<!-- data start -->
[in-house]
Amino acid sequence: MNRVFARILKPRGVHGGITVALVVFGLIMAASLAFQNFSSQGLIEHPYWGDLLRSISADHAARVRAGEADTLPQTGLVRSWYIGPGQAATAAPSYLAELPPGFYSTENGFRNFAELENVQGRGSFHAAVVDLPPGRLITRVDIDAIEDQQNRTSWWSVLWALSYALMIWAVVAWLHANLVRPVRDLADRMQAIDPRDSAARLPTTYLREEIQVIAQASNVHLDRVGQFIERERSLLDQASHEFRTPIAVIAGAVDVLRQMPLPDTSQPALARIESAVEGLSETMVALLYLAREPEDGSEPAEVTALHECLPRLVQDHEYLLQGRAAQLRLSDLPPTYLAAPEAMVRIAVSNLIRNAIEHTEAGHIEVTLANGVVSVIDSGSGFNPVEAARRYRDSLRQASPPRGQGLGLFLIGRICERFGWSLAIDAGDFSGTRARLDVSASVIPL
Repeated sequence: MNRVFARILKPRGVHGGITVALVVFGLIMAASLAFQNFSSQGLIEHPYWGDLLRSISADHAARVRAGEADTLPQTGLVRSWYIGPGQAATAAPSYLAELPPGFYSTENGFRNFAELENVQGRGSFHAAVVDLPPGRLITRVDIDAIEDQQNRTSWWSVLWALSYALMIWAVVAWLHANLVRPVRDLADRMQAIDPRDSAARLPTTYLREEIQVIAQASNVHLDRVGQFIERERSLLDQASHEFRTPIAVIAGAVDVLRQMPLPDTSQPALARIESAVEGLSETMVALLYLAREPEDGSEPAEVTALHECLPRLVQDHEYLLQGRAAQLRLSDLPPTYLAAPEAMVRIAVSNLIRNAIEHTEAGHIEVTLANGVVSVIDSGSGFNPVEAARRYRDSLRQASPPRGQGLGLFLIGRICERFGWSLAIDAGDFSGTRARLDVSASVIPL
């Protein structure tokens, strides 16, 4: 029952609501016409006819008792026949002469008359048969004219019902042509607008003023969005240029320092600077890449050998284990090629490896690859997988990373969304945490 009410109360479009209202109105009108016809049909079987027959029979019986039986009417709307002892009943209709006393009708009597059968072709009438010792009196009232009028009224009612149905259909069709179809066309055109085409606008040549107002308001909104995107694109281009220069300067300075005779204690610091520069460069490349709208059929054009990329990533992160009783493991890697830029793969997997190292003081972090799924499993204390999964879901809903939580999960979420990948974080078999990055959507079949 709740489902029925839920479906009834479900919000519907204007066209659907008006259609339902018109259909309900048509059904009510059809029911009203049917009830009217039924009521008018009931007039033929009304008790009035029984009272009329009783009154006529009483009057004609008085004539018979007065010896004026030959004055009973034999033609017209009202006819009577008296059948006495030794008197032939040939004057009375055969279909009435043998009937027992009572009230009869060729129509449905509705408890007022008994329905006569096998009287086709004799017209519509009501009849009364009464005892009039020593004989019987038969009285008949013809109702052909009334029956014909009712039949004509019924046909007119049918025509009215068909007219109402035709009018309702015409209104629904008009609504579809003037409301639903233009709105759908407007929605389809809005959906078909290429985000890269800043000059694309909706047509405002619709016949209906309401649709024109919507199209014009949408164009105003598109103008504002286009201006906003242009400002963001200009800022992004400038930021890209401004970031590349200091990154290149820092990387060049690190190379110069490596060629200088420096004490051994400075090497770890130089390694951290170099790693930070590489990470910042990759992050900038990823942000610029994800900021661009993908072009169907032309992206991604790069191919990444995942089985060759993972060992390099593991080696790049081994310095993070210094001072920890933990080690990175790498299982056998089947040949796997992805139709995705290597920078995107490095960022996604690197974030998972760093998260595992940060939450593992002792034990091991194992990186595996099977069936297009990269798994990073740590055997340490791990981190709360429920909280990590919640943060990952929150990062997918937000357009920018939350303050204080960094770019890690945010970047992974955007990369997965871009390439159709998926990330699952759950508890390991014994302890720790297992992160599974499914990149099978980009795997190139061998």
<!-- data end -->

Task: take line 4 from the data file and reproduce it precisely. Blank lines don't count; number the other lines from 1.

């Protein structure tokens, strides 16, 4: 029952609501016409006819008792026949002469008359048969004219019902042509607008003023969005240029320092600077890449050998284990090629490896690859997988990373969304945490 009410109360479009209202109105009108016809049909079987027959029979019986039986009417709307002892009943209709006393009708009597059968072709009438010792009196009232009028009224009612149905259909069709179809066309055109085409606008040549107002308001909104995107694109281009220069300067300075005779204690610091520069460069490349709208059929054009990329990533992160009783493991890697830029793969997997190292003081972090799924499993204390999964879901809903939580999960979420990948974080078999990055959507079949 709740489902029925839920479906009834479900919000519907204007066209659907008006259609339902018109259909309900048509059904009510059809029911009203049917009830009217039924009521008018009931007039033929009304008790009035029984009272009329009783009154006529009483009057004609008085004539018979007065010896004026030959004055009973034999033609017209009202006819009577008296059948006495030794008197032939040939004057009375055969279909009435043998009937027992009572009230009869060729129509449905509705408890007022008994329905006569096998009287086709004799017209519509009501009849009364009464005892009039020593004989019987038969009285008949013809109702052909009334029956014909009712039949004509019924046909007119049918025509009215068909007219109402035709009018309702015409209104629904008009609504579809003037409301639903233009709105759908407007929605389809809005959906078909290429985000890269800043000059694309909706047509405002619709016949209906309401649709024109919507199209014009949408164009105003598109103008504002286009201006906003242009400002963001200009800022992004400038930021890209401004970031590349200091990154290149820092990387060049690190190379110069490596060629200088420096004490051994400075090497770890130089390694951290170099790693930070590489990470910042990759992050900038990823942000610029994800900021661009993908072009169907032309992206991604790069191919990444995942089985060759993972060992390099593991080696790049081994310095993070210094001072920890933990080690990175790498299982056998089947040949796997992805139709995705290597920078995107490095960022996604690197974030998972760093998260595992940060939450593992002792034990091991194992990186595996099977069936297009990269798994990073740590055997340490791990981190709360429920909280990590919640943060990952929150990062997918937000357009920018939350303050204080960094770019890690945010970047992974955007990369997965871009390439159709998926990330699952759950508890390991014994302890720790297992992160599974499914990149099978980009795997190139061998």